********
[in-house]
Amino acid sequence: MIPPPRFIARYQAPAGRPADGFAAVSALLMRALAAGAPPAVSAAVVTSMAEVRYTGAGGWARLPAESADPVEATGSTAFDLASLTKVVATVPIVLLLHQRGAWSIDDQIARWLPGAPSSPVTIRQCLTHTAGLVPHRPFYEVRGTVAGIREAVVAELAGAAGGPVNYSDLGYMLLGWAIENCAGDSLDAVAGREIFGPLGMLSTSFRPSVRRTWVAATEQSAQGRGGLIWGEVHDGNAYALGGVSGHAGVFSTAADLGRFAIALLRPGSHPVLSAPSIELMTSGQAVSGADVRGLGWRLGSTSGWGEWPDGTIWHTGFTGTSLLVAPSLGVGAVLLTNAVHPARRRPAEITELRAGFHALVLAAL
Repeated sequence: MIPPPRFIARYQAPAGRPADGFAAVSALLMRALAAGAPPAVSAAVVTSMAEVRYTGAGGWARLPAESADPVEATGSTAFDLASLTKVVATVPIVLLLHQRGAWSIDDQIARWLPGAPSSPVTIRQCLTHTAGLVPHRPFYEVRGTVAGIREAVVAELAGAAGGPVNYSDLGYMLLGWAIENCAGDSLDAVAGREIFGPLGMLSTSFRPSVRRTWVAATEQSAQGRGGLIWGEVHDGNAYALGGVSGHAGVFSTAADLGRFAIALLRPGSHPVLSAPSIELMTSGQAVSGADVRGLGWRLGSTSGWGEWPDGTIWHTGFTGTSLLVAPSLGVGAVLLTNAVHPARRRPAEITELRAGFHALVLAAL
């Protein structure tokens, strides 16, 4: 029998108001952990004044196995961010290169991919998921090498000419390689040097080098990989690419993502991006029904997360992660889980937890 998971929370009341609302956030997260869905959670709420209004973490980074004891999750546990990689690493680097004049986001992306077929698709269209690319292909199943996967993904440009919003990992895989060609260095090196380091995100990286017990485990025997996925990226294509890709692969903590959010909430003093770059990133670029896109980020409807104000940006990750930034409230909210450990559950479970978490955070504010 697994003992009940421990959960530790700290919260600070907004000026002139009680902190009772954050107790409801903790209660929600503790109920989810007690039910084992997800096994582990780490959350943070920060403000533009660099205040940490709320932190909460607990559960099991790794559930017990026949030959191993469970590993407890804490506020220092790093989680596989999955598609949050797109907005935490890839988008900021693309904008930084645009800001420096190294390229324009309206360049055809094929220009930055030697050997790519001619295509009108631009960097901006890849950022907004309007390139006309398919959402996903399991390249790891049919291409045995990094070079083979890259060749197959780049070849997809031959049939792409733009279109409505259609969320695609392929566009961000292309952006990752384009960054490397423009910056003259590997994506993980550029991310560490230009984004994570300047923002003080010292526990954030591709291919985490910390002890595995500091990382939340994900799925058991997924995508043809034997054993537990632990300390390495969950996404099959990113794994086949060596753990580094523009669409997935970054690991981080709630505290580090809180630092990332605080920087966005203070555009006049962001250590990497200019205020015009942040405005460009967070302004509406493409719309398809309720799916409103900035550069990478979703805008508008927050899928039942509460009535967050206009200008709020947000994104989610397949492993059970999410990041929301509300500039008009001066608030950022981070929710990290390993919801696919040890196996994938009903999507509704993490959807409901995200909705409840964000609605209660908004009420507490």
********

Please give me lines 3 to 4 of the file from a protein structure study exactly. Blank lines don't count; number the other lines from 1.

Repeated sequence: MIPPPRFIARYQAPAGRPADGFAAVSALLMRALAAGAPPAVSAAVVTSMAEVRYTGAGGWARLPAESADPVEATGSTAFDLASLTKVVATVPIVLLLHQRGAWSIDDQIARWLPGAPSSPVTIRQCLTHTAGLVPHRPFYEVRGTVAGIREAVVAELAGAAGGPVNYSDLGYMLLGWAIENCAGDSLDAVAGREIFGPLGMLSTSFRPSVRRTWVAATEQSAQGRGGLIWGEVHDGNAYALGGVSGHAGVFSTAADLGRFAIALLRPGSHPVLSAPSIELMTSGQAVSGADVRGLGWRLGSTSGWGEWPDGTIWHTGFTGTSLLVAPSLGVGAVLLTNAVHPARRRPAEITELRAGFHALVLAAL
């Protein structure tokens, strides 16, 4: 029998108001952990004044196995961010290169991919998921090498000419390689040097080098990989690419993502991006029904997360992660889980937890 998971929370009341609302956030997260869905959670709420209004973490980074004891999750546990990689690493680097004049986001992306077929698709269209690319292909199943996967993904440009919003990992895989060609260095090196380091995100990286017990485990025997996925990226294509890709692969903590959010909430003093770059990133670029896109980020409807104000940006990750930034409230909210450990559950479970978490955070504010 697994003992009940421990959960530790700290919260600070907004000026002139009680902190009772954050107790409801903790209660929600503790109920989810007690039910084992997800096994582990780490959350943070920060403000533009660099205040940490709320932190909460607990559960099991790794559930017990026949030959191993469970590993407890804490506020220092790093989680596989999955598609949050797109907005935490890839988008900021693309904008930084645009800001420096190294390229324009309206360049055809094929220009930055030697050997790519001619295509009108631009960097901006890849950022907004309007390139006309398919959402996903399991390249790891049919291409045995990094070079083979890259060749197959780049070849997809031959049939792409733009279109409505259609969320695609392929566009961000292309952006990752384009960054490397423009910056003259590997994506993980550029991310560490230009984004994570300047923002003080010292526990954030591709291919985490910390002890595995500091990382939340994900799925058991997924995508043809034997054993537990632990300390390495969950996404099959990113794994086949060596753990580094523009669409997935970054690991981080709630505290580090809180630092990332605080920087966005203070555009006049962001250590990497200019205020015009942040405005460009967070302004509406493409719309398809309720799916409103900035550069990478979703805008508008927050899928039942509460009535967050206009200008709020947000994104989610397949492993059970999410990041929301509300500039008009001066608030950022981070929710990290390993919801696919040890196996994938009903999507509704993490959807409901995200909705409840964000609605209660908004009420507490």